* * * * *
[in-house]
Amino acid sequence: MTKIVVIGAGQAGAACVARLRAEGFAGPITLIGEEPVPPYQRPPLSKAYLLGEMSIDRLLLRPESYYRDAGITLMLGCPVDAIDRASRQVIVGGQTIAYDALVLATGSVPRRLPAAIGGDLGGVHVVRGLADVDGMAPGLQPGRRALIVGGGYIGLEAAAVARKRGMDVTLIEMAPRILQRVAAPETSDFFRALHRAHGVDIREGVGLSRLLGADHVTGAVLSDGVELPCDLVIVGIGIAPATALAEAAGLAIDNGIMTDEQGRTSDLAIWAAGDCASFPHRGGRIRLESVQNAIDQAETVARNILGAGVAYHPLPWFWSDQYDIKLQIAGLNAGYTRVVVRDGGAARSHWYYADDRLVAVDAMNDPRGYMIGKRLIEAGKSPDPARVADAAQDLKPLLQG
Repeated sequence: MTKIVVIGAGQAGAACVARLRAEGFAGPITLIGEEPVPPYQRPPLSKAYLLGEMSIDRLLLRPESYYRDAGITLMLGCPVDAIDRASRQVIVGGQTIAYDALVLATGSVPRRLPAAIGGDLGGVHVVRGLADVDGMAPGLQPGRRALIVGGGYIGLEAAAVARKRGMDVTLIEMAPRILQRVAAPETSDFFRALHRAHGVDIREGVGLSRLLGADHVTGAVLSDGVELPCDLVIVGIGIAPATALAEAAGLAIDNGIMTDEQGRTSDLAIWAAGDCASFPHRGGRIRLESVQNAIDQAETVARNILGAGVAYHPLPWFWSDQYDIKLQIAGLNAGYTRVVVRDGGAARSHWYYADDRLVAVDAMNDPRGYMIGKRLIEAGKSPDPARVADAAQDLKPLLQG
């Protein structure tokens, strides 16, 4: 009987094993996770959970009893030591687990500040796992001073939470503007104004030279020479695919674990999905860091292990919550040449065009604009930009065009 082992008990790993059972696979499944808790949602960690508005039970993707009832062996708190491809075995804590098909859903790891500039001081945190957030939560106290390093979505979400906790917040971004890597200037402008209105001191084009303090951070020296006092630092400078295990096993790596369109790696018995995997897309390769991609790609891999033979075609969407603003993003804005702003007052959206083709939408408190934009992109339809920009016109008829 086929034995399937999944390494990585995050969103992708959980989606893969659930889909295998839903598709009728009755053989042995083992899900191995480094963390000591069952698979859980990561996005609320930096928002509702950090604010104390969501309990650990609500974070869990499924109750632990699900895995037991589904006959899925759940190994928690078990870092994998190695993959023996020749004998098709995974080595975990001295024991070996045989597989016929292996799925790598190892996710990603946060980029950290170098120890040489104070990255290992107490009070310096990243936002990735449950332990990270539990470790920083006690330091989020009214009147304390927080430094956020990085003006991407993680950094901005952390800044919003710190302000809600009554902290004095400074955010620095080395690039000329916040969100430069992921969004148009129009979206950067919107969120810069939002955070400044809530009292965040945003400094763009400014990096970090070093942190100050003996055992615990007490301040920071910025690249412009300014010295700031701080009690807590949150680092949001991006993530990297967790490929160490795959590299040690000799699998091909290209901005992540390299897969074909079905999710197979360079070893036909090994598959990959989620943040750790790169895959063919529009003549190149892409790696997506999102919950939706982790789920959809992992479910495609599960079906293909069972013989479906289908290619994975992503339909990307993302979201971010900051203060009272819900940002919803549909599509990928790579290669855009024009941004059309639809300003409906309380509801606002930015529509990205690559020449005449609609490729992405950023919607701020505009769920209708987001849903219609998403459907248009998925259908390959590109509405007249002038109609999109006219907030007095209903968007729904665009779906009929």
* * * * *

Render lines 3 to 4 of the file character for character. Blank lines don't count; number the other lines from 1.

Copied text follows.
Repeated sequence: MTKIVVIGAGQAGAACVARLRAEGFAGPITLIGEEPVPPYQRPPLSKAYLLGEMSIDRLLLRPESYYRDAGITLMLGCPVDAIDRASRQVIVGGQTIAYDALVLATGSVPRRLPAAIGGDLGGVHVVRGLADVDGMAPGLQPGRRALIVGGGYIGLEAAAVARKRGMDVTLIEMAPRILQRVAAPETSDFFRALHRAHGVDIREGVGLSRLLGADHVTGAVLSDGVELPCDLVIVGIGIAPATALAEAAGLAIDNGIMTDEQGRTSDLAIWAAGDCASFPHRGGRIRLESVQNAIDQAETVARNILGAGVAYHPLPWFWSDQYDIKLQIAGLNAGYTRVVVRDGGAARSHWYYADDRLVAVDAMNDPRGYMIGKRLIEAGKSPDPARVADAAQDLKPLLQG
């Protein structure tokens, strides 16, 4: 009987094993996770959970009893030591687990500040796992001073939470503007104004030279020479695919674990999905860091292990919550040449065009604009930009065009 082992008990790993059972696979499944808790949602960690508005039970993707009832062996708190491809075995804590098909859903790891500039001081945190957030939560106290390093979505979400906790917040971004890597200037402008209105001191084009303090951070020296006092630092400078295990096993790596369109790696018995995997897309390769991609790609891999033979075609969407603003993003804005702003007052959206083709939408408190934009992109339809920009016109008829 086929034995399937999944390494990585995050969103992708959980989606893969659930889909295998839903598709009728009755053989042995083992899900191995480094963390000591069952698979859980990561996005609320930096928002509702950090604010104390969501309990650990609500974070869990499924109750632990699900895995037991589904006959899925759940190994928690078990870092994998190695993959023996020749004998098709995974080595975990001295024991070996045989597989016929292996799925790598190892996710990603946060980029950290170098120890040489104070990255290992107490009070310096990243936002990735449950332990990270539990470790920083006690330091989020009214009147304390927080430094956020990085003006991407993680950094901005952390800044919003710190302000809600009554902290004095400074955010620095080395690039000329916040969100430069992921969004148009129009979206950067919107969120810069939002955070400044809530009292965040945003400094763009400014990096970090070093942190100050003996055992615990007490301040920071910025690249412009300014010295700031701080009690807590949150680092949001991006993530990297967790490929160490795959590299040690000799699998091909290209901005992540390299897969074909079905999710197979360079070893036909090994598959990959989620943040750790790169895959063919529009003549190149892409790696997506999102919950939706982790789920959809992992479910495609599960079906293909069972013989479906289908290619994975992503339909990307993302979201971010900051203060009272819900940002919803549909599509990928790579290669855009024009941004059309639809300003409906309380509801606002930015529509990205690559020449005449609609490729992405950023919607701020505009769920209708987001849903219609998403459907248009998925259908390959590109509405007249002038109609999109006219907030007095209903968007729904665009779906009929």